“Anybody threatening violence should be totally ashamed of themselves,” said Lance Soto, co-chairman of the American Indian Movement Chapter of Indiana and Kentucky, who helped organize the gathering.

Native American leaders have disputed student Nicholas Sandmann’s assertion that he was trying to keep the situation on the National Mall from escalating when he stood, grinning, in front of Phillips.

“His whole frame is that they were somehow attacked and behaving defensively,” said Daniel Paul Nelson of the Lakota People’s Law Project. “No, they were not, not towards Nathan. What they did to Nathan was completely offensive, not defensive.”

Phillips has offered to meet with the students and have a “dialog about cultural appropriation, racism, and the importance of listening to and respecting diverse cultures,” according to a release from the Indigenous Peoples Movement. Nelson said organizers plan to try to contact Sandmann and the school.

“The objective here is not to make the children (look) bad,” Nelson said.

But at Covington Catholic, concerns that the videos made the students look bad shifted to worries about actual threats of violence.

Before dawn Tuesday, police cars on Dixie Highway blocked the school’s entrances. Students and staff were ordered to stay away. The diocese issued a statement promising a “third-party investigation” into the Lincoln Memorial incident.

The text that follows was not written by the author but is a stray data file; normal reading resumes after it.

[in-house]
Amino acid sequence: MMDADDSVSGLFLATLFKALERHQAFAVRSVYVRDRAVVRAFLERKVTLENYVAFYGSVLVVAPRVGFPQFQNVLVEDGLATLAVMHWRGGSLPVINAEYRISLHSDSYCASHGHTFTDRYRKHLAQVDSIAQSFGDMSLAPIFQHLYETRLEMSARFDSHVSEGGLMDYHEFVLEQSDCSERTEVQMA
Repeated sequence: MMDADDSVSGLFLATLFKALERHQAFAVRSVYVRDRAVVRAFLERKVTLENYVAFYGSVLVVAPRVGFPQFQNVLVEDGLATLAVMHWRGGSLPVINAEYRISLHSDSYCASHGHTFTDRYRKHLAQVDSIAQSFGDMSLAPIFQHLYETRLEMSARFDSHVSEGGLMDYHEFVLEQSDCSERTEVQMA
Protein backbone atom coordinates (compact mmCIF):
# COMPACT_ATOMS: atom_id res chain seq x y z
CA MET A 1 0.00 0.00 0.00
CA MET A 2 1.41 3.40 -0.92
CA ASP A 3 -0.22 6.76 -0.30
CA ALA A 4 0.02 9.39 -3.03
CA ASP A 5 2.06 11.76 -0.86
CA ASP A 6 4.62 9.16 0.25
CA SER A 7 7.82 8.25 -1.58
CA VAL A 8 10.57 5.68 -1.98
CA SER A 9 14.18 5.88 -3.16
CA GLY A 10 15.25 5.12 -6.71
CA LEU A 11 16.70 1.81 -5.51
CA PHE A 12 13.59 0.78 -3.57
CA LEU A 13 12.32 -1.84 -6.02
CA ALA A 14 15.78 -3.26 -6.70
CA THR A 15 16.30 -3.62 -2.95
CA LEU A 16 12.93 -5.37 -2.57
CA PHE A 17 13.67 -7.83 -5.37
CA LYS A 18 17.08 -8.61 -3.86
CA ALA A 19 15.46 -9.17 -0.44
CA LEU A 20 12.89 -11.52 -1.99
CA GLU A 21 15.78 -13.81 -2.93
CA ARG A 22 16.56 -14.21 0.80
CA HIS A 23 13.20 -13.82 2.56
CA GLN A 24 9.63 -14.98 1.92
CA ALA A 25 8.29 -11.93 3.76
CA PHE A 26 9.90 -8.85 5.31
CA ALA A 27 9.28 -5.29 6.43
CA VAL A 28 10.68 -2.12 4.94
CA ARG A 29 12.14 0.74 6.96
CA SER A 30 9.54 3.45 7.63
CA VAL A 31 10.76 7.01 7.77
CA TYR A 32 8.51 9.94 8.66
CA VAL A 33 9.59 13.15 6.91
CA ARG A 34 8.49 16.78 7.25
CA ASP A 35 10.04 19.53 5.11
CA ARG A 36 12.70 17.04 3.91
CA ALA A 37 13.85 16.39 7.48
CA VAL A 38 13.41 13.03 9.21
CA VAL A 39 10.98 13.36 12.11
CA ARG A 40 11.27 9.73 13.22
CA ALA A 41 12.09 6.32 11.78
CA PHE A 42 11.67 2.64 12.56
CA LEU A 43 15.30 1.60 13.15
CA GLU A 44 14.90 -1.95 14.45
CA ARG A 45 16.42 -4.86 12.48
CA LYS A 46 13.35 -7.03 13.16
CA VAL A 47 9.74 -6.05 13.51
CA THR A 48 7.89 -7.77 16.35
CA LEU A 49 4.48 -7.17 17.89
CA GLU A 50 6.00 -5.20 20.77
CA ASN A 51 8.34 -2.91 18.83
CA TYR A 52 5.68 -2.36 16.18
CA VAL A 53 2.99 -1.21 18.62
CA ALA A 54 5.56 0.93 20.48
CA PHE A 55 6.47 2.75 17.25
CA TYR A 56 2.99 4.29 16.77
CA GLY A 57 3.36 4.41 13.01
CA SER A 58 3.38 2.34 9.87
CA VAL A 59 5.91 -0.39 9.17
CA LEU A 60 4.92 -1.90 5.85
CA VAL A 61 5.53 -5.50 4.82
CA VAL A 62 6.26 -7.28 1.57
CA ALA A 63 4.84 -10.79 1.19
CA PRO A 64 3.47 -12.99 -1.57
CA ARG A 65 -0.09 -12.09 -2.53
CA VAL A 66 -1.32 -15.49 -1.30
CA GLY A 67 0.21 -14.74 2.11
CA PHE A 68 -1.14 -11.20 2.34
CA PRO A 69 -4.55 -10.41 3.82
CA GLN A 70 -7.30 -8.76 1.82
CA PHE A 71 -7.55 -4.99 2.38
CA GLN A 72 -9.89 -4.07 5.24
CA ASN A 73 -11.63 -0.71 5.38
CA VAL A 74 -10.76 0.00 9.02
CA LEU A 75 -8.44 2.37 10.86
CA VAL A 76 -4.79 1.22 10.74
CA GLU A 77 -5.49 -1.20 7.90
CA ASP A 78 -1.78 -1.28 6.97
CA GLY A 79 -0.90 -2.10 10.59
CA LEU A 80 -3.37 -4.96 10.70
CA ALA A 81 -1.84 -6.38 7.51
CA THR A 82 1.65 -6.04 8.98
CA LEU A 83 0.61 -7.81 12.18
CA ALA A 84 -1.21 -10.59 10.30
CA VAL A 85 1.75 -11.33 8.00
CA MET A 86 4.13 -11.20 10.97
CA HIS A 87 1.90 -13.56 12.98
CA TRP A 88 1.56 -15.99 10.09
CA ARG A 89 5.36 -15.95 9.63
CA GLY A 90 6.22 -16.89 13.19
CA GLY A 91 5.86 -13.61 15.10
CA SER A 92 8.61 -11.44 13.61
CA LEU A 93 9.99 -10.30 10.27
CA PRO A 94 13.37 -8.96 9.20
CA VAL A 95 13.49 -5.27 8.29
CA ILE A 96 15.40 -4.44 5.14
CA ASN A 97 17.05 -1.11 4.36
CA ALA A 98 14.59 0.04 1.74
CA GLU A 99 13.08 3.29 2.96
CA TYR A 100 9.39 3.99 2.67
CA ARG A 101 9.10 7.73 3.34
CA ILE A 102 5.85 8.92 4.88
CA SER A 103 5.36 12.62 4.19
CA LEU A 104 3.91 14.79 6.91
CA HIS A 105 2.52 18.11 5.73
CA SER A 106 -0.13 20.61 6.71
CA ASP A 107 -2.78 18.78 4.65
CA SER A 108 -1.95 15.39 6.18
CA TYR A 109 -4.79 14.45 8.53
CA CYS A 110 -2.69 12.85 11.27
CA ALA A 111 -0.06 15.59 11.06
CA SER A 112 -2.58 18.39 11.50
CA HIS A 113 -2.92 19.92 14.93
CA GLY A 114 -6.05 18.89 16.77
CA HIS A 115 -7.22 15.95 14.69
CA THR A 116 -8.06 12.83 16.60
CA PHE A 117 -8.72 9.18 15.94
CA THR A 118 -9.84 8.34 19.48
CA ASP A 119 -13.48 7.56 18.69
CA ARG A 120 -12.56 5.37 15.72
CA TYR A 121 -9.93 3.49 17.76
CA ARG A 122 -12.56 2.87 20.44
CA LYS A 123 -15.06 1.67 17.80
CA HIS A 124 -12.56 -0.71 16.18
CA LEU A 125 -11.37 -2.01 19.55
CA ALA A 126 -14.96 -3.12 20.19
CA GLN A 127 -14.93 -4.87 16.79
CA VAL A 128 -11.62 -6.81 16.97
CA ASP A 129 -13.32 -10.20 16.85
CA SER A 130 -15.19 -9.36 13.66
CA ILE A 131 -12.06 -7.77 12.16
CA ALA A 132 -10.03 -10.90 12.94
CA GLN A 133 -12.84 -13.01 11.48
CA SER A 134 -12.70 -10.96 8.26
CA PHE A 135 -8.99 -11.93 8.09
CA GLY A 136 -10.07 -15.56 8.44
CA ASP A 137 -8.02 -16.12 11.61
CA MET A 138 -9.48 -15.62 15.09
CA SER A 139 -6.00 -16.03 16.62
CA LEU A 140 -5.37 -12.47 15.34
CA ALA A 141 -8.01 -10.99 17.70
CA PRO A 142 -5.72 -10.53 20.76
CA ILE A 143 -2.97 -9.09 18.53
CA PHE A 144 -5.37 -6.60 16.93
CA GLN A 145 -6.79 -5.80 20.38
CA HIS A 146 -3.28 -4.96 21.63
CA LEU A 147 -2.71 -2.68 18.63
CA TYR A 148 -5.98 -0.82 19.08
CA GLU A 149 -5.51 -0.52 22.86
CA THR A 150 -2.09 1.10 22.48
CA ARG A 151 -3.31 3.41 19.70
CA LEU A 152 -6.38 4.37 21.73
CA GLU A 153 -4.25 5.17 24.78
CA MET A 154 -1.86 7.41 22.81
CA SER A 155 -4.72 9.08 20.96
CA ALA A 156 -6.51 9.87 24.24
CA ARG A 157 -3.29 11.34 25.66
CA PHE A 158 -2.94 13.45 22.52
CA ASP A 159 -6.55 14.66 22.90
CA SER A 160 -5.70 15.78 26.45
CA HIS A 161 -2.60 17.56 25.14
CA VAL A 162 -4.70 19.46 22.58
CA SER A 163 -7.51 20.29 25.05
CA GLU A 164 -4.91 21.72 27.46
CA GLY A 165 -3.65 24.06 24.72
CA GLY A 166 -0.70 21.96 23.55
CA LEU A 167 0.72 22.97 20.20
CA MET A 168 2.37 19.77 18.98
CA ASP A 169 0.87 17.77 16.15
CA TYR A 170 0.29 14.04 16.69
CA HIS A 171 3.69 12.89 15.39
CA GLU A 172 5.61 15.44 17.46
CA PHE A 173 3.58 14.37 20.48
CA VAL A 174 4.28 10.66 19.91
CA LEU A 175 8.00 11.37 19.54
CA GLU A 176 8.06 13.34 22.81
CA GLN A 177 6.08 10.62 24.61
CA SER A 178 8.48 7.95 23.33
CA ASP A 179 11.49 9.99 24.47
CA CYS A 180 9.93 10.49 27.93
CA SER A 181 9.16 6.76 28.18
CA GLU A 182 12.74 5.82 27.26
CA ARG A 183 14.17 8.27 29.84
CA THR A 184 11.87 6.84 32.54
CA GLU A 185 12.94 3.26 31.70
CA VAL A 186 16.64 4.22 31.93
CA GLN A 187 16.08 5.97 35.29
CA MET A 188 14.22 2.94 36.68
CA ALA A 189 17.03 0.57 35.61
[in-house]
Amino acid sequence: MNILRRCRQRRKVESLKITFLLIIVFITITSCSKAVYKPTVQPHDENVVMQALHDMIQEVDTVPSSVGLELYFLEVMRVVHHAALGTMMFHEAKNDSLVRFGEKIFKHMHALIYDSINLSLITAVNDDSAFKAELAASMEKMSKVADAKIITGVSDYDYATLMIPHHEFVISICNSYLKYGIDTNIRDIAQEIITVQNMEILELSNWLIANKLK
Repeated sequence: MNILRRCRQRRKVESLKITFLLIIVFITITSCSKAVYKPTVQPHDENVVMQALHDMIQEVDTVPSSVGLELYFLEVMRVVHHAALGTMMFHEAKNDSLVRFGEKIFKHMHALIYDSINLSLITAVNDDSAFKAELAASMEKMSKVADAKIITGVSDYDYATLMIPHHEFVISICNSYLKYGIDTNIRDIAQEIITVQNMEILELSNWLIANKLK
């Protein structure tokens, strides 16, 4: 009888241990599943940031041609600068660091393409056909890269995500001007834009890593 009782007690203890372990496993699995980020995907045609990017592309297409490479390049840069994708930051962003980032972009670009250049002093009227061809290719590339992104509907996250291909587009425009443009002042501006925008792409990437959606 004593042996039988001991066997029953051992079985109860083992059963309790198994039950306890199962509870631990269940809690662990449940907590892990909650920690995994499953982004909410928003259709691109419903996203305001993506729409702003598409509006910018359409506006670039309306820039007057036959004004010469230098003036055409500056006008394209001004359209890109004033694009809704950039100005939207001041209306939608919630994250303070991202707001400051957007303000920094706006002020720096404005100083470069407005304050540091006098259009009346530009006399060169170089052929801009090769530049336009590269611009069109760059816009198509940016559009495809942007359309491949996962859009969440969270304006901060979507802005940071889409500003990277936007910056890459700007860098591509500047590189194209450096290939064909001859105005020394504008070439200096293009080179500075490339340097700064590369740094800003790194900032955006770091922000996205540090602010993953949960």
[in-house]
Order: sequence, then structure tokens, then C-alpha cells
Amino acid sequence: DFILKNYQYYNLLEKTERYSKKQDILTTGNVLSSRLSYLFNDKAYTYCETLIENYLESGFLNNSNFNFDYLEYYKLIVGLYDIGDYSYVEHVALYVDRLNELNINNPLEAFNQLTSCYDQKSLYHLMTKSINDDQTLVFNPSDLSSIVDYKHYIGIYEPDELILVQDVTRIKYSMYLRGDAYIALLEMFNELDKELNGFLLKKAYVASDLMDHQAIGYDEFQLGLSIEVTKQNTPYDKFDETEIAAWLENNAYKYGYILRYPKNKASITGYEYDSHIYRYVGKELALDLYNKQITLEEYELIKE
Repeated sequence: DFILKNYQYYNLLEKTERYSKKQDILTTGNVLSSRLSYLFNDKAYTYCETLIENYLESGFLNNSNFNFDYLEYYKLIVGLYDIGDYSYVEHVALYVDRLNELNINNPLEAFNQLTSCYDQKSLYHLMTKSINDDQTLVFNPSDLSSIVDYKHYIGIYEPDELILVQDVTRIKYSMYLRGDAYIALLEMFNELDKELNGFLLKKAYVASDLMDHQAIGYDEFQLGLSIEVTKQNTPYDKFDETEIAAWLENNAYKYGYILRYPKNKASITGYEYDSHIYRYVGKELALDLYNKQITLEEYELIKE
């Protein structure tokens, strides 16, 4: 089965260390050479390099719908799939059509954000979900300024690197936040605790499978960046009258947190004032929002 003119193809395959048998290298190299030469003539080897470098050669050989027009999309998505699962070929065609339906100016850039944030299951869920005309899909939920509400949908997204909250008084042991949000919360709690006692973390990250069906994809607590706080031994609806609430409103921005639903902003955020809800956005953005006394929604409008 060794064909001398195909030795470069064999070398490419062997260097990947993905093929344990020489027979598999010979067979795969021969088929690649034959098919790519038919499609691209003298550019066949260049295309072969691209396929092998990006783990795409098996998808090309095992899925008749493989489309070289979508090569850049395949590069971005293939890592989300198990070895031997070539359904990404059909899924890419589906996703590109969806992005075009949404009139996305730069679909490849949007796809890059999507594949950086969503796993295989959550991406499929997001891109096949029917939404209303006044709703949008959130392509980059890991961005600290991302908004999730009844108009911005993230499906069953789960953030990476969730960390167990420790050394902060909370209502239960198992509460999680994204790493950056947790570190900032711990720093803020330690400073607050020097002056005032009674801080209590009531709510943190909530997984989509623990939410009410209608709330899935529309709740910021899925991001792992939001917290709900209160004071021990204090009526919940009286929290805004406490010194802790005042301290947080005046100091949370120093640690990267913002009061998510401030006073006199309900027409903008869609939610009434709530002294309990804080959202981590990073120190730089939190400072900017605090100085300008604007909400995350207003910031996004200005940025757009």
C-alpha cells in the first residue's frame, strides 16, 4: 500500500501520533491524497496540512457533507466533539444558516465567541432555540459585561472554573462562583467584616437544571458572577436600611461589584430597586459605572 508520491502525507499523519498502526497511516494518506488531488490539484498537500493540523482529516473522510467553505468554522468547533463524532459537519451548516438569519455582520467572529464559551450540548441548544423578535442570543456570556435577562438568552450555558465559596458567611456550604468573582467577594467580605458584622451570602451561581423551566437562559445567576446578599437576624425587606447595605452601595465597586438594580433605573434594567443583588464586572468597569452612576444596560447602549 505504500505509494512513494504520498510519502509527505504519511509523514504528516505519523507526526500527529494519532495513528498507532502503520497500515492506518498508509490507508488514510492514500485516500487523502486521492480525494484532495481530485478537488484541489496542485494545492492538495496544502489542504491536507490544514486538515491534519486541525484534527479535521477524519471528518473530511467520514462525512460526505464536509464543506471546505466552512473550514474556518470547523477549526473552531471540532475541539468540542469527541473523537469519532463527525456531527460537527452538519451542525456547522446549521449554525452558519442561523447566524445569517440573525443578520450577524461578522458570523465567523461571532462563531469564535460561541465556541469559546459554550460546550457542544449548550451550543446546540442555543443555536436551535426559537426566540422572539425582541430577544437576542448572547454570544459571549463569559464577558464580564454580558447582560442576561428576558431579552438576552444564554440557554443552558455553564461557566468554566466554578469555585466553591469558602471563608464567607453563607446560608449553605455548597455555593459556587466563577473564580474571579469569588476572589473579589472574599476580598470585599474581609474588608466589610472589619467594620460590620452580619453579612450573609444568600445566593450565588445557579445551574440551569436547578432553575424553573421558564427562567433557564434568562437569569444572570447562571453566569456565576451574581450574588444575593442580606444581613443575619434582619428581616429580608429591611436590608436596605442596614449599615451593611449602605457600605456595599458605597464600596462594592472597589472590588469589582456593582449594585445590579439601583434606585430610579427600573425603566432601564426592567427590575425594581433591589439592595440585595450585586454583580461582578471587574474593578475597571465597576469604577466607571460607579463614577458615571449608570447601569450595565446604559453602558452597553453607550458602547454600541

“This is a very serious matter that has already permanently altered the lives of many people,” the statement read. “It is important for us to gather the facts that will allow us to determine what corrective actions, if any, are appropriate.”

Websites for Covington Catholic High School and the Catholic Diocese of Covington have been taken down.

“They have been so slammed with messages and threats, very serious threats of violence, that I don’t know when they plan to reopen,” said Mike Schafer, director of communications for the neighboring Cincinnati archdiocese.

Regardless of whether Covington Catholic was going to be open Tuesday, Marty Boyer had already made his decision: He was going to keep his son, a junior, home for the day.

“When I think about security in the context of this, I evaluate how quickly this story was taken out of proportion; it is not a big deal to keep him home for a day,” Boyer said. “Keeping him safe at home for a day is not going to wreck his education.”

Many in the town rushed to defend the boys. In grocery stores, coffee shops and bars, adults closed ranks behind the embattled students.

Mary Sue Wigger, whose husband graduated from Covington Catholic and whose niece joined this year’s march, reflected on how her feelings had evolved as she followed the series of videos and the changing story.

“The scariest thing,” she said, “is there are so many different versions.”

Covington Mayor Joe Meyer condemned the boys’ behavior in an op-ed, distancing his own more diverse city from them and saying the videos “do NOT represent the core beliefs and values of this city.”